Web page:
I’ve been thinking about this a lot lately. I’m not sure what I want to say about it, but I feel like I have some kinks to work out in my head.
The question that’s been on my mind: Was the loss of Baby B not a real loss?
It doesn’t seem to count as a loss in the medical community. When I first met with the maternal fetal medicine doctor, he told me that I technically don’t have enough losses for him to officially say I have antiphospholipid antibody syndrome. “You need three early losses to qualify,” he said. I didn’t say anything at the time because I suck at saying things in the moment, but now I wish I would have asked him, “What about this baby’s twin? Why doesn’t that count as a loss to you? Is it because I had no bleeding? No D & C? Is it because half of the pregnancy continued to grow?”
It doesn’t seem to count in the general population either (present company excluded, of course). I’ve mentioned to several friends recently that this pregnancy started out as twins, but one didn’t make it. And you know what? Not one person said they were sorry to hear that. There was no acknowledgement whatsoever. Doesn’t that seem kind of…odd? On the one hand, I completely get it. I have a healthy pregnancy, which is freaking amazing, and I’m sure these friends just wanted to focus on that. I understand, I really do. Their responses, or lack thereof, made me feel weird, though.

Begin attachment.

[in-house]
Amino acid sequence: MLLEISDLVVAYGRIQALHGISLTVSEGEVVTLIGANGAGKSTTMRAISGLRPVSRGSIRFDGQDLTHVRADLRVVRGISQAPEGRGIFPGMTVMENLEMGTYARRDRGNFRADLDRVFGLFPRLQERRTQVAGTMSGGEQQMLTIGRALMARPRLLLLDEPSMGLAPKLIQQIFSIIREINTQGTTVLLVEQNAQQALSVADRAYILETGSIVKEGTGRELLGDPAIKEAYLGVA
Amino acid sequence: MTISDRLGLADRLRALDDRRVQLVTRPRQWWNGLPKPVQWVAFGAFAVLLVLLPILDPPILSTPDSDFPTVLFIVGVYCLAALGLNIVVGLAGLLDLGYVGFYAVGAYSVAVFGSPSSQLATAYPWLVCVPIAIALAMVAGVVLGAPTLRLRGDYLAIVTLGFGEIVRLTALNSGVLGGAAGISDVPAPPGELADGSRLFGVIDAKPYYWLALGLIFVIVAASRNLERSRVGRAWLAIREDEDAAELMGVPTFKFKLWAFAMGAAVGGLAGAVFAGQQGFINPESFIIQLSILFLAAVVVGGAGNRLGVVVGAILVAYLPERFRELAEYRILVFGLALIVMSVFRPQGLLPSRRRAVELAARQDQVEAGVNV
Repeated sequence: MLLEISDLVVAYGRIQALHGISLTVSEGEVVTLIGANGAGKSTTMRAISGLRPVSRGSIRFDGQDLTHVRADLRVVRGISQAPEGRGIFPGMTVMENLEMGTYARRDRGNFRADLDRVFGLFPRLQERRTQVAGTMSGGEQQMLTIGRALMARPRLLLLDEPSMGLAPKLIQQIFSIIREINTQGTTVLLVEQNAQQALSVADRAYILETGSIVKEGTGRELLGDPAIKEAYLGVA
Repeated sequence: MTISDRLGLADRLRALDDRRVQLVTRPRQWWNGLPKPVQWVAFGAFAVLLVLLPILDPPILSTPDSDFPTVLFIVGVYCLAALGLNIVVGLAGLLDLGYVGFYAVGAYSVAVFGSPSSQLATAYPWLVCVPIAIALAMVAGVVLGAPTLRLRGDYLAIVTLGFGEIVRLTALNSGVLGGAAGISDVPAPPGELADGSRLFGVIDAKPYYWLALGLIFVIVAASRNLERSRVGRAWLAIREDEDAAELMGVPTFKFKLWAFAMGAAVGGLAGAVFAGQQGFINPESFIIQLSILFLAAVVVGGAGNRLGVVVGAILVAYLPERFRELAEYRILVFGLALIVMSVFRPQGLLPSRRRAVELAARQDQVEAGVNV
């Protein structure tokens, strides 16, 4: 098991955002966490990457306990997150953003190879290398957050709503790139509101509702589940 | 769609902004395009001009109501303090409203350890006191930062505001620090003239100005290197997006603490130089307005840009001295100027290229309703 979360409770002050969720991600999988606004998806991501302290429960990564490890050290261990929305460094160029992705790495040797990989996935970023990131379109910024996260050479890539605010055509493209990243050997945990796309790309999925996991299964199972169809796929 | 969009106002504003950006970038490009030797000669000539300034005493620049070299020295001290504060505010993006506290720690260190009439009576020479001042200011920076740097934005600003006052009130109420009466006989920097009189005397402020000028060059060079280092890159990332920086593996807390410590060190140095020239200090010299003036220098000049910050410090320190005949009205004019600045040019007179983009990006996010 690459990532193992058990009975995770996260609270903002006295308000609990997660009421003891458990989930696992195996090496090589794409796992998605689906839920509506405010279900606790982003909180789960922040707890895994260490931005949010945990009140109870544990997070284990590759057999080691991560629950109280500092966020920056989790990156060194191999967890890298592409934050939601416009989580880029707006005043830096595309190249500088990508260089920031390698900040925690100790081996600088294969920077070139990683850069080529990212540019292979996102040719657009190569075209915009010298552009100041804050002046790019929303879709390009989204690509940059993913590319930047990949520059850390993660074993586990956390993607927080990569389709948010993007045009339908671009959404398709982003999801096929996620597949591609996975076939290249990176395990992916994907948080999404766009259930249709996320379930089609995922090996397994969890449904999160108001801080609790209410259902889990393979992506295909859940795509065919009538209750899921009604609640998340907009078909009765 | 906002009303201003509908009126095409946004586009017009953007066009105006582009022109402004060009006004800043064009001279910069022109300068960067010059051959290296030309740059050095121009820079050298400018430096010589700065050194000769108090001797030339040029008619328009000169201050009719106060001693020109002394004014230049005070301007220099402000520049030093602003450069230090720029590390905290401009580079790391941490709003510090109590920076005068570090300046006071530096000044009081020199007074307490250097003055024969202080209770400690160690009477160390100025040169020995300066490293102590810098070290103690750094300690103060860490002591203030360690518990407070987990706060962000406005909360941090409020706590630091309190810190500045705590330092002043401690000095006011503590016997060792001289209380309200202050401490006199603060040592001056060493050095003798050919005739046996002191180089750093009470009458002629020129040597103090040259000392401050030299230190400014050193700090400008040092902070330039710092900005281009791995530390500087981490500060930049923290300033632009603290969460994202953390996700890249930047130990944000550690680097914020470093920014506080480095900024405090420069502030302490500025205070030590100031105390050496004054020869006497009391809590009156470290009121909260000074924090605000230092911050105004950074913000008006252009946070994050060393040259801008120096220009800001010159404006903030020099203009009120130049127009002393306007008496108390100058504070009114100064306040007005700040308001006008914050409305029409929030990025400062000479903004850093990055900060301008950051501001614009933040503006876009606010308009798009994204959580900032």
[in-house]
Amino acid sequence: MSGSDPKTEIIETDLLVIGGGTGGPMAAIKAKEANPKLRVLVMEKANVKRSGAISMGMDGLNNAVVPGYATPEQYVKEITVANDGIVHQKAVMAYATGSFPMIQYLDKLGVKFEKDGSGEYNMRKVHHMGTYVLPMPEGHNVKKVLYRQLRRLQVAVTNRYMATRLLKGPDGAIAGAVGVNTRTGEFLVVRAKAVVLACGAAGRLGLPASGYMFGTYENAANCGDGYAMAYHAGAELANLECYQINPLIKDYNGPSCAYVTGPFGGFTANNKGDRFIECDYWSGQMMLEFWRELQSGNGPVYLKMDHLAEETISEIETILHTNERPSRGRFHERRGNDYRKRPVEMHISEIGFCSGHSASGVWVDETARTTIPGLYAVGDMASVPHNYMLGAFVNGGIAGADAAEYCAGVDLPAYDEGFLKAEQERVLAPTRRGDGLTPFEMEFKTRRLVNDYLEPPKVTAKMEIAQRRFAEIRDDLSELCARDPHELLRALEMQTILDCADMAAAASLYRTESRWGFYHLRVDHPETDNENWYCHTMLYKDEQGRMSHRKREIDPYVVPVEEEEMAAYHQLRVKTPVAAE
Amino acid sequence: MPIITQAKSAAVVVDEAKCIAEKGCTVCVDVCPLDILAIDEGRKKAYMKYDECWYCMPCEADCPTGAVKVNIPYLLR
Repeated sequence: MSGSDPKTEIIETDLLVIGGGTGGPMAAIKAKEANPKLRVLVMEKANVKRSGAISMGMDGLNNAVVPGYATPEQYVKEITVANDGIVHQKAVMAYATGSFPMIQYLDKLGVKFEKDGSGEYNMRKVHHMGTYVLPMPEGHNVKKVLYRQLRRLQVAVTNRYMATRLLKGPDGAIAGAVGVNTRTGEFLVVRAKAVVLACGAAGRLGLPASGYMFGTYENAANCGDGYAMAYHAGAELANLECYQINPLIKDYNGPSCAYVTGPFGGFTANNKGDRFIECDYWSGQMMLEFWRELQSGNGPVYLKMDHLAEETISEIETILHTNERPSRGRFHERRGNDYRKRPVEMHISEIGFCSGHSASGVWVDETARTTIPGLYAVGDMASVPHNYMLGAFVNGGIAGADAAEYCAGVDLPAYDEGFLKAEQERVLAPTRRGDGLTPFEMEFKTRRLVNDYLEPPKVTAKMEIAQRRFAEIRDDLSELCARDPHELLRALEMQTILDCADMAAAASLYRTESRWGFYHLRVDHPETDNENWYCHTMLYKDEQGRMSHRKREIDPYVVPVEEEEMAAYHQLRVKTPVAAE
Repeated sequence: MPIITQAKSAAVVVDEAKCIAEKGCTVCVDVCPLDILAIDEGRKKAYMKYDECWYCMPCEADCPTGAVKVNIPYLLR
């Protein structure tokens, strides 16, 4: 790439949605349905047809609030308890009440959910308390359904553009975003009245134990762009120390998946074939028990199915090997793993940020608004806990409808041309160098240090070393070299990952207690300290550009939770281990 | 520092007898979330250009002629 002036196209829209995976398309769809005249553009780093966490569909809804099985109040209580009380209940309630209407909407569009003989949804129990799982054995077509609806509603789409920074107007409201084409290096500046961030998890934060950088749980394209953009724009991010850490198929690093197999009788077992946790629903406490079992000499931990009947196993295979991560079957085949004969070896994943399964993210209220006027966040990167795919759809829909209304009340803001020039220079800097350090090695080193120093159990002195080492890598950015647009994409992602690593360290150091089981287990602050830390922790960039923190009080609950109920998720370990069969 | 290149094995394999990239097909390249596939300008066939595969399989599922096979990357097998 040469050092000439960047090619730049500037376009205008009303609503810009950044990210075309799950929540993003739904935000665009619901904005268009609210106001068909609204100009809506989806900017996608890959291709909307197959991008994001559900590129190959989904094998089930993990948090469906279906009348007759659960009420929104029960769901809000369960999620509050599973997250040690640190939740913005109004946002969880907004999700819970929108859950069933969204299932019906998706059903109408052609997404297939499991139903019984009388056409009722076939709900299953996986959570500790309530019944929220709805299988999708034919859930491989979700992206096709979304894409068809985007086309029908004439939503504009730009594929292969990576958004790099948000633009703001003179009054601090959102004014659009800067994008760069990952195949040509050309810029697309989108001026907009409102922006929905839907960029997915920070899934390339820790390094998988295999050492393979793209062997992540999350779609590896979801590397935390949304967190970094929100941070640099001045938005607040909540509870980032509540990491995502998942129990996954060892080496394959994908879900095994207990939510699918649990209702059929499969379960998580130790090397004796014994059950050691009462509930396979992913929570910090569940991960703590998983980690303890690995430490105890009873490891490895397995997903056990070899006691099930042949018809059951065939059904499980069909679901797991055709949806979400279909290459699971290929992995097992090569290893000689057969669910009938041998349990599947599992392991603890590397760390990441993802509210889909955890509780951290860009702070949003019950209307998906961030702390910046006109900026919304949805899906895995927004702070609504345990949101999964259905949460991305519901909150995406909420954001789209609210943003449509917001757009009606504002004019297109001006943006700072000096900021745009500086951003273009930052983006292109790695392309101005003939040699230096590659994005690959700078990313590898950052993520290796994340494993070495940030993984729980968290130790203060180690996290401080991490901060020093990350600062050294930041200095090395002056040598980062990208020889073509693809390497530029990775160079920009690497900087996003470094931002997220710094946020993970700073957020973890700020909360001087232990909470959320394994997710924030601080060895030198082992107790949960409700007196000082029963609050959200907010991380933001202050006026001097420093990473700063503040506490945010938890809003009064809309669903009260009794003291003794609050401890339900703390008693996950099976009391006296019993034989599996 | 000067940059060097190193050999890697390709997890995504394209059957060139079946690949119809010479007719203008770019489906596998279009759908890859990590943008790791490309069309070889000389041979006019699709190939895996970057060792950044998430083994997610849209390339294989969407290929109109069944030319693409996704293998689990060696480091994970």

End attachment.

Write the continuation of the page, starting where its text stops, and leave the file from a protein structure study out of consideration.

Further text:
And sometimes, the loss doesn’t even seem to count in my own head. For instance, I haven’t named Baby B yet. I named Anna and Gabriel right away, but Baby B remains without a moniker. I suspect this is in part because Baby B is inextricably connected to Baby A, and it doesn’t feel quite right to name B before the birth of A.
But still, I wonder about my lack of interest in choosing a name.
I’ve also spent far less time thinking about this loss than my last two losses. Practically speaking, I think it needs to be that way, at least for now. I have a little girl growing inside of me that requires my love, care and hope, and it doesn’t feel right to focus my energy on the pregnancy’s darker beginnings.
But still, I wonder, am I a bad mother for not grieving for Baby B more?
I feel confused about all of this. Because when it comes down to it, Baby B was alive. He or she had a beating heart. He or she was loved. And most importantly, I truly believe he or she helped her sister to grow and thrive.
And that, in my heart at least, counts for a lot.